As IWC Schaffhausen steps into another year of watchmaking, we take a deep dive into their latest creations with creative director Christian Knoop.
IWC Schaffhausen’s offering at this year’s Watches & Wonders was truly sensational. Each piece was an expression of IWC’s timeless aesthetic, reinvented to meet the bold standards of contemporary watchmaking. All of this, doused with a heavy dose of their nautical heritage. The focus this year was the Portugieser, a nautical sports chronograph that rises above others for its robustness and elegance — in April, Christian Knoop, creative director, brought forth six new models, revamping the Portugiesers we know and love, to they demonstrate the brand’s broad vision for luxury sports watches and carry the torch of their signature design into the future.
We caught up with Knoop to understand the vision behind this, and the inner workings of these timepieces.
Portugieser was at the forefront of IWC’s lineup this year. What were some of your top innovations and its developments?
The Portugieser has been our most prestigious product line created in the late 1930s. It was designed as a “marine-chronometer-precision” wristwatch, built after IWC’s reputation for robust and precise pocket watches. Our collection has been designed with a lot of respect for the history and DNA of the Portugieser. One thing we are particularly proud of is that this is a 100% in-house manufacture collection. Every calibre fitted in these timepieces is purely IWC-manufactured. For the first time, we equipped the iconic Portugieser Chronograph with an in-house movement from the 69000 calibre family.
We are also presenting attractive new models with somewhat smaller diameters. A talking piece from this year’s Watches & Wonders was the Portugieser Yacht Club Moon & Tide, the first IWC watch to bare a mechanical tide indication, keeping up with the collection’s nautical spirit. Also, one of my favourites is the Portugieser Automatic 40, a compact three-hand model whose design is inspired by the purity of the original Reference 325.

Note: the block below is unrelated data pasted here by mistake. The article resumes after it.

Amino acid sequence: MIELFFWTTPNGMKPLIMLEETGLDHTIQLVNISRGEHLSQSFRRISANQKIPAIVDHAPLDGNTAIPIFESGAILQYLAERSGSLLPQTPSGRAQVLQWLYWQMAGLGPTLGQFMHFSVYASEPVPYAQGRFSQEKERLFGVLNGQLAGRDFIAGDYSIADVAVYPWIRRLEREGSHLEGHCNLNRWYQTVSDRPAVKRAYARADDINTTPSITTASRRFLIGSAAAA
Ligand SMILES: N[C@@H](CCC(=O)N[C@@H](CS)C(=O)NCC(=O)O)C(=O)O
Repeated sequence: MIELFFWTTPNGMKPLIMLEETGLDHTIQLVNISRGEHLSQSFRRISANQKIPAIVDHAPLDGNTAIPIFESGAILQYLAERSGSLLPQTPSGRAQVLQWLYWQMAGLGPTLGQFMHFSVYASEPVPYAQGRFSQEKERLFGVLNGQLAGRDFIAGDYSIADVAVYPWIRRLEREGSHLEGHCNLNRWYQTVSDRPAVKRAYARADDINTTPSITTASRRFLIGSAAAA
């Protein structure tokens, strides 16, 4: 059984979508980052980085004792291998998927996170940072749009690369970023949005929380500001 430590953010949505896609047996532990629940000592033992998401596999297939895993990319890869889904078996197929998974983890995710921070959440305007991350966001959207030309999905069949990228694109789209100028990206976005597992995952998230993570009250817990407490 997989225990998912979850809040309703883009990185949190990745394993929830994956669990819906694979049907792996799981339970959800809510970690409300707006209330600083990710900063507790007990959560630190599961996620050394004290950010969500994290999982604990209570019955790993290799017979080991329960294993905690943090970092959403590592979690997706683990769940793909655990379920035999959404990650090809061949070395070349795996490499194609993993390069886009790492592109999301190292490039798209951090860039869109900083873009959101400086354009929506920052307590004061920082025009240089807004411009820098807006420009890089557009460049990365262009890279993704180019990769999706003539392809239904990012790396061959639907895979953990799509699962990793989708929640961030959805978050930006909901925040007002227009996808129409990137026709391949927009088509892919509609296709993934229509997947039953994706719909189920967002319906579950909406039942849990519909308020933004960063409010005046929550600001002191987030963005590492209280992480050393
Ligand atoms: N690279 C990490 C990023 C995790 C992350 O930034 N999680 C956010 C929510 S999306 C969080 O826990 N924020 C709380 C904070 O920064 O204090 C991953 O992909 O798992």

The Portugieser, a minimalist watch, has received various complications, but this year, we see new dial colours. What led to this?
While the Portugieser Chronograph has evolved with new movements, cases, and straps, we wanted to make a statement with the dial colours too. Quintessentially, an IWC piece would be silver-cased, with a black dial and gold-plated hands. In every product line, we strive for an attractive combination of typical IWC colours and unseen ones. We do this to refresh our timeless icons and allow them to creatively expand. As a result, we decided to add two new dial colours to the mix — green and burgundy. Both colours are references to the nautical world, representing starboard and port in yachting.
Last year, we launched our new Spitfire collection with green dials and bronze cases. In parallel, we presented various special editions with burgundy dials. Take the Big Pilot’s Perpetual Calendar ‘Lewis Hamilton’ Edition. IWC watches with green and burgundy dials have enjoyed growing success.
You mentioned in-house movements. Can you shed more light on that?
Back in 2018, the opening of our new manufacturing centre in Manufakturzentrum was a significant milestone for IWC. In this groundbreaking new facility, we strived to combine traditional IWC craftsmanship cues with state-of-the-art watchmaking techniques. We were heavily invested in the development of new in-house movements here.